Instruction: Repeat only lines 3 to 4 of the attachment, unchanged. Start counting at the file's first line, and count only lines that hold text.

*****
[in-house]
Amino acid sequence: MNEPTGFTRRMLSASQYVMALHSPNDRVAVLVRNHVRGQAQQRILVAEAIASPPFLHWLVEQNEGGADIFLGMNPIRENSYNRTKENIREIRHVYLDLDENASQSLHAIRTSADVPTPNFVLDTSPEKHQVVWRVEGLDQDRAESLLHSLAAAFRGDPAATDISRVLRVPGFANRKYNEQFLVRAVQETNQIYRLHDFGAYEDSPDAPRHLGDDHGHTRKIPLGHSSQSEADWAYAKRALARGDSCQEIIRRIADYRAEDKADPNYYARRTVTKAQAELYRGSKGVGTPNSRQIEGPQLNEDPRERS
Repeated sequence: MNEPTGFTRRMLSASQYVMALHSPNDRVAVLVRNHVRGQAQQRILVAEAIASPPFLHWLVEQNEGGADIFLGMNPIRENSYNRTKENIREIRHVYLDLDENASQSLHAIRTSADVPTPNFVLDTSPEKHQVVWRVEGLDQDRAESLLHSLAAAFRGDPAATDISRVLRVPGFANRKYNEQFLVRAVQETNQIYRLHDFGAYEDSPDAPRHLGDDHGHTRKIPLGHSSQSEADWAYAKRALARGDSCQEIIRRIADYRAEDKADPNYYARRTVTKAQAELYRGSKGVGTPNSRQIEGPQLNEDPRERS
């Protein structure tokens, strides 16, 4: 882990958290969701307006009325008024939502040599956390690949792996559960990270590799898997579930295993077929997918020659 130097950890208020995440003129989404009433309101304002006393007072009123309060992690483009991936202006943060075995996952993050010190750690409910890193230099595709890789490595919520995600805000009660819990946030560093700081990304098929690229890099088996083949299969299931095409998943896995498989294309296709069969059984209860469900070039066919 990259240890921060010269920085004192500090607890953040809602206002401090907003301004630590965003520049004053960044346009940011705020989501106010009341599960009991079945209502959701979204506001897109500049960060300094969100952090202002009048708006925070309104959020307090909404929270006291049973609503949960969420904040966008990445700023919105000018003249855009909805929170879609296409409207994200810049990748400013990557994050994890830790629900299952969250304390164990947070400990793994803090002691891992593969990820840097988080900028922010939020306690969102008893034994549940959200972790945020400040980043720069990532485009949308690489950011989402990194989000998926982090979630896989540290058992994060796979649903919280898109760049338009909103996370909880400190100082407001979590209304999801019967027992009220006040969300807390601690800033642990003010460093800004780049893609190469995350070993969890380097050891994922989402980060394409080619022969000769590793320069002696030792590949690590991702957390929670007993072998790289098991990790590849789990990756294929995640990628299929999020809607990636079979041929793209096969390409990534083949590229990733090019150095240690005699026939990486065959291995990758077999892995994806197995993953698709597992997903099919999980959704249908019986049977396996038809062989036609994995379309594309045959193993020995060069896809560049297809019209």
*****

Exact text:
Repeated sequence: MNEPTGFTRRMLSASQYVMALHSPNDRVAVLVRNHVRGQAQQRILVAEAIASPPFLHWLVEQNEGGADIFLGMNPIRENSYNRTKENIREIRHVYLDLDENASQSLHAIRTSADVPTPNFVLDTSPEKHQVVWRVEGLDQDRAESLLHSLAAAFRGDPAATDISRVLRVPGFANRKYNEQFLVRAVQETNQIYRLHDFGAYEDSPDAPRHLGDDHGHTRKIPLGHSSQSEADWAYAKRALARGDSCQEIIRRIADYRAEDKADPNYYARRTVTKAQAELYRGSKGVGTPNSRQIEGPQLNEDPRERS
């Protein structure tokens, strides 16, 4: 882990958290969701307006009325008024939502040599956390690949792996559960990270590799898997579930295993077929997918020659 130097950890208020995440003129989404009433309101304002006393007072009123309060992690483009991936202006943060075995996952993050010190750690409910890193230099595709890789490595919520995600805000009660819990946030560093700081990304098929690229890099088996083949299969299931095409998943896995498989294309296709069969059984209860469900070039066919 990259240890921060010269920085004192500090607890953040809602206002401090907003301004630590965003520049004053960044346009940011705020989501106010009341599960009991079945209502959701979204506001897109500049960060300094969100952090202002009048708006925070309104959020307090909404929270006291049973609503949960969420904040966008990445700023919105000018003249855009909805929170879609296409409207994200810049990748400013990557994050994890830790629900299952969250304390164990947070400990793994803090002691891992593969990820840097988080900028922010939020306690969102008893034994549940959200972790945020400040980043720069990532485009949308690489950011989402990194989000998926982090979630896989540290058992994060796979649903919280898109760049338009909103996370909880400190100082407001979590209304999801019967027992009220006040969300807390601690800033642990003010460093800004780049893609190469995350070993969890380097050891994922989402980060394409080619022969000769590793320069002696030792590949690590991702957390929670007993072998790289098991990790590849789990990756294929995640990628299929999020809607990636079979041929793209096969390409990534083949590229990733090019150095240690005699026939990486065959291995990758077999892995994806197995993953698709597992997903099919999980959704249908019986049977396996038809062989036609994995379309594309045959193993020995060069896809560049297809019209």